On August 11, 2023, Governor Pritzker signed into law a key amendment to the Illinois Equal Pay Act of 2003, which will mandate that job postings for private and public employers include a hyperlinked and publicly-viewable webpage that includes pay scale and benefit information for each posted position. The amendment to the Illinois Equal Pay Act also mandates that employers shall post or announce all opportunities for promotion to current employees no later than 14 days after the employer makes an external job posting for the position. The law will take effect January 1, 2025.
What will be required to be disclosed? The amendment defines “pay scale and benefits” as the wage or salary, or the wage or salary range, including bonuses, stock options, and other incentives the employer expects to offer for the position. The pay scale may be determined by a pay scale, the previously determined range for the position, the actual range of others holding the equivalent position(s), or the budgeted amount for the position.
To whom will the law apply? The amendment applies to private and public employers with at least 15 employees. Vis-à-vis public employers, the amendment applies to state and local governments and school districts. Exempted from the amendment are positions in the State of Illinois workforce that are designated as exempt from competitive selection.
Notably, the amendment applies with equal force to third party publishers of job postings (including, presumably, online job posting sites such as LinkedIn or Indeed). The amendment makes the third-party publishers liable for failure to publish such pay scale and benefit information unless the third-party can show that the employer did not provide such pay scale and benefit information.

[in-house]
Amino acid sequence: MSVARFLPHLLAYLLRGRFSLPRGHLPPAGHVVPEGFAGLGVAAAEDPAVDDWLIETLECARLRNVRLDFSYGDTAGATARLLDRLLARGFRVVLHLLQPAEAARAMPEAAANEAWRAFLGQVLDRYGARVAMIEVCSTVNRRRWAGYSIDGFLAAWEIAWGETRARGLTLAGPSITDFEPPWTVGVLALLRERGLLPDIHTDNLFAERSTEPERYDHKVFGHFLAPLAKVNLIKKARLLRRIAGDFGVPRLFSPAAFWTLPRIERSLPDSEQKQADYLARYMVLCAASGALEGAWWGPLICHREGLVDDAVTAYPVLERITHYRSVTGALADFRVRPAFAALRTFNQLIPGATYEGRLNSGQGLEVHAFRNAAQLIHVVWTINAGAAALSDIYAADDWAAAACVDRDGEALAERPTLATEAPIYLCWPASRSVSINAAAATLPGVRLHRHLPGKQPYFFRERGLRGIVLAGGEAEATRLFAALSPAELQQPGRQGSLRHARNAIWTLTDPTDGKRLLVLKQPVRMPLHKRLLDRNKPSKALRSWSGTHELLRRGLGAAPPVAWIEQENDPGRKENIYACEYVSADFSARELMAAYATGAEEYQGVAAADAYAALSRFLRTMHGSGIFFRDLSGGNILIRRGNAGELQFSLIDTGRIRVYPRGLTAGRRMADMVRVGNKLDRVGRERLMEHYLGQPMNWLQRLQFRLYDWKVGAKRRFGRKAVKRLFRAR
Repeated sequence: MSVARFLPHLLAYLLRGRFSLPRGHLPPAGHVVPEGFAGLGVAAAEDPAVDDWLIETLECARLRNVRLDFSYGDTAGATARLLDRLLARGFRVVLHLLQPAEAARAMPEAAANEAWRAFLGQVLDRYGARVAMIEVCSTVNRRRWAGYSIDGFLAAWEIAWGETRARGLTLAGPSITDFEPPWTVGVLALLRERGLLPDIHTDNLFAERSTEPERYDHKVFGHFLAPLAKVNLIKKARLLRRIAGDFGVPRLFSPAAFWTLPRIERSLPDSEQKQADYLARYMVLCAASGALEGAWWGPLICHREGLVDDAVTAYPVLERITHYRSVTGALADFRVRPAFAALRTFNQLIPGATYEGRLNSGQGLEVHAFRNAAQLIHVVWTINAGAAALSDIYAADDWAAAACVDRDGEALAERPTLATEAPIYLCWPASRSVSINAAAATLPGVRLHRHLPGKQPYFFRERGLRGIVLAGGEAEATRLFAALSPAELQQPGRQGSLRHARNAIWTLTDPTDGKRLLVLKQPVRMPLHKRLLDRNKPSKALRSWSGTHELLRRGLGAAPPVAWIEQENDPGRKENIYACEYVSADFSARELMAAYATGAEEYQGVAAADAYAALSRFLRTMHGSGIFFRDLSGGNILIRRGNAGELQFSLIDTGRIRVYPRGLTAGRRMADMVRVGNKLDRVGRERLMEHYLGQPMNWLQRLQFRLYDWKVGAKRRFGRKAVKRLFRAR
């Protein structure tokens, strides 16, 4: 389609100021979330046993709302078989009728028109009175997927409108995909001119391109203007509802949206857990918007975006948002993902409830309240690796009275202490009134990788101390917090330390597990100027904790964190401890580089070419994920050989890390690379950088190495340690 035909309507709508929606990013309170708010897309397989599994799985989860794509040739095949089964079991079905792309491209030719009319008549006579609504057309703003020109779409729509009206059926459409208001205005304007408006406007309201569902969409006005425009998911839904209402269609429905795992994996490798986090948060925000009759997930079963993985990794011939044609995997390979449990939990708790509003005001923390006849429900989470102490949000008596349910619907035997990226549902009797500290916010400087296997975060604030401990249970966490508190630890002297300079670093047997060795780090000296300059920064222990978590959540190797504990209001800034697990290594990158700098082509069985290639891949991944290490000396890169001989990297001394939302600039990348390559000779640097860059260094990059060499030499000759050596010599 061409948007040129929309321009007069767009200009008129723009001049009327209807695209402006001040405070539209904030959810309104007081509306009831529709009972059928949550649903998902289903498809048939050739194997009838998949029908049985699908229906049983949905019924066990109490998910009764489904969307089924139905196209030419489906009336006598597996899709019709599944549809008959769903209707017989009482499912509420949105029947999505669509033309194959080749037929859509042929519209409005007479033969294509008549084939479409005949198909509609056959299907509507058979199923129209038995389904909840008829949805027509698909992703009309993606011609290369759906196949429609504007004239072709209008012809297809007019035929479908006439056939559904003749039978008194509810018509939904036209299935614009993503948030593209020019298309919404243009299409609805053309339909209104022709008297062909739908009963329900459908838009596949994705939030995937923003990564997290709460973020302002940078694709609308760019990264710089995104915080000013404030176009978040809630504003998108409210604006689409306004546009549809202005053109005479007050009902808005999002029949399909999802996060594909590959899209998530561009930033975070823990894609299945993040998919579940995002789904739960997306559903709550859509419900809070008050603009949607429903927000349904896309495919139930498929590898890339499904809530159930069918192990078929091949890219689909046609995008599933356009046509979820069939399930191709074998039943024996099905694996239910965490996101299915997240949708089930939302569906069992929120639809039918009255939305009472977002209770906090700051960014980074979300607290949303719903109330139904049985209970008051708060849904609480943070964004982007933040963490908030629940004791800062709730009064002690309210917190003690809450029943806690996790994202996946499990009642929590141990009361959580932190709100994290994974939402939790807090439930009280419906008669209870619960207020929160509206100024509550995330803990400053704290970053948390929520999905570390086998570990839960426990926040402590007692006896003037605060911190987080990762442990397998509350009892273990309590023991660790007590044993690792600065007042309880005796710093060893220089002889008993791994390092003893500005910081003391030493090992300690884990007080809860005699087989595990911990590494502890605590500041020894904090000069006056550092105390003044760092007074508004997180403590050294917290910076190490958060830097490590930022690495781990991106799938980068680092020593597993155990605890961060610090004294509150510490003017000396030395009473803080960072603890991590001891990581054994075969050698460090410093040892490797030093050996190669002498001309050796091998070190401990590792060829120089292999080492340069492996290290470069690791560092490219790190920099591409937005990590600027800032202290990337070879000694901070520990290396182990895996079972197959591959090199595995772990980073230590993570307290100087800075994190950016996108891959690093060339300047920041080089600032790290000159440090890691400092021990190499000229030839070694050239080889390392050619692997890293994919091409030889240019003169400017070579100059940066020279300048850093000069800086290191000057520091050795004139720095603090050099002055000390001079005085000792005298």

What are the document retention requirements? The amendment mandates that the employer preserve the job postings and related pay scale and benefits for each posted position for five years.
How will the amendment be enforced? The Illinois Department of Labor may investigate the failure to post the pay scale and benefit information, or a person claiming to be aggrieved may submit a complaint. In the event of a finding of violation of the amendment, the Department of Labor may issue graduated penalties for first, second and third offenses of up to $10,000 per offense. An ”offense” consists of a single job posting or a batch of postings for the same position. Once an employer incurs three violations, the employer may be fined up to $10,000 per violation with no cure period for the following five years, with the five-year period re-starting with every new violation.
The requirement of pay scale publication for new postings applies to job postings posted after the effective date of the amendment, August 11, 2023.
For more information regarding this amendment, please contact Johnson & Bell Shareholders Caroline K. Vickrey or Garrett L. Boehm, Jr.